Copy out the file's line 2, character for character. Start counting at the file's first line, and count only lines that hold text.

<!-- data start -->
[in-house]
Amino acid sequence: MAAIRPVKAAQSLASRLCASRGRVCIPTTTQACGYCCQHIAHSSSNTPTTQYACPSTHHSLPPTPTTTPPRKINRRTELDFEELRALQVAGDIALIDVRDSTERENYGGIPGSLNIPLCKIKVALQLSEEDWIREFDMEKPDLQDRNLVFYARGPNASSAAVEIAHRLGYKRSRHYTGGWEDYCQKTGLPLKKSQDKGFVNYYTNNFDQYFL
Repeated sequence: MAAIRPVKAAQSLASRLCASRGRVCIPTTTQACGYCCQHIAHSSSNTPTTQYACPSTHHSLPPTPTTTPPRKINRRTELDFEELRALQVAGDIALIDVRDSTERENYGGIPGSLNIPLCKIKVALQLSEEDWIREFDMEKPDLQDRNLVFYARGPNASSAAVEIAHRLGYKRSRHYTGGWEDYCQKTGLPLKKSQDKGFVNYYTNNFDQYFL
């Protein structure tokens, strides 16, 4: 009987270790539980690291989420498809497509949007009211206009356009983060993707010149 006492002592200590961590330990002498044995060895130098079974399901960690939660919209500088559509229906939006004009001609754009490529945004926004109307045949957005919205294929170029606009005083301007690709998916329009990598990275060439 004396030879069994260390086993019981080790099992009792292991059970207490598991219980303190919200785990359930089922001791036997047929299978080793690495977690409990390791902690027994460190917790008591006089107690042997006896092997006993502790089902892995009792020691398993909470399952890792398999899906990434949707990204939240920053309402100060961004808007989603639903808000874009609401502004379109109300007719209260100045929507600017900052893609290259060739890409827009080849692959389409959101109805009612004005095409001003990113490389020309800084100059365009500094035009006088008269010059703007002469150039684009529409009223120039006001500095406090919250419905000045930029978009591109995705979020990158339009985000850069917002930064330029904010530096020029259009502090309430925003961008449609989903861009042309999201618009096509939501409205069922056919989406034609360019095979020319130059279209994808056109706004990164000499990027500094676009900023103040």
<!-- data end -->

Amino acid sequence: MAAIRPVKAAQSLASRLCASRGRVCIPTTTQACGYCCQHIAHSSSNTPTTQYACPSTHHSLPPTPTTTPPRKINRRTELDFEELRALQVAGDIALIDVRDSTERENYGGIPGSLNIPLCKIKVALQLSEEDWIREFDMEKPDLQDRNLVFYARGPNASSAAVEIAHRLGYKRSRHYTGGWEDYCQKTGLPLKKSQDKGFVNYYTNNFDQYFL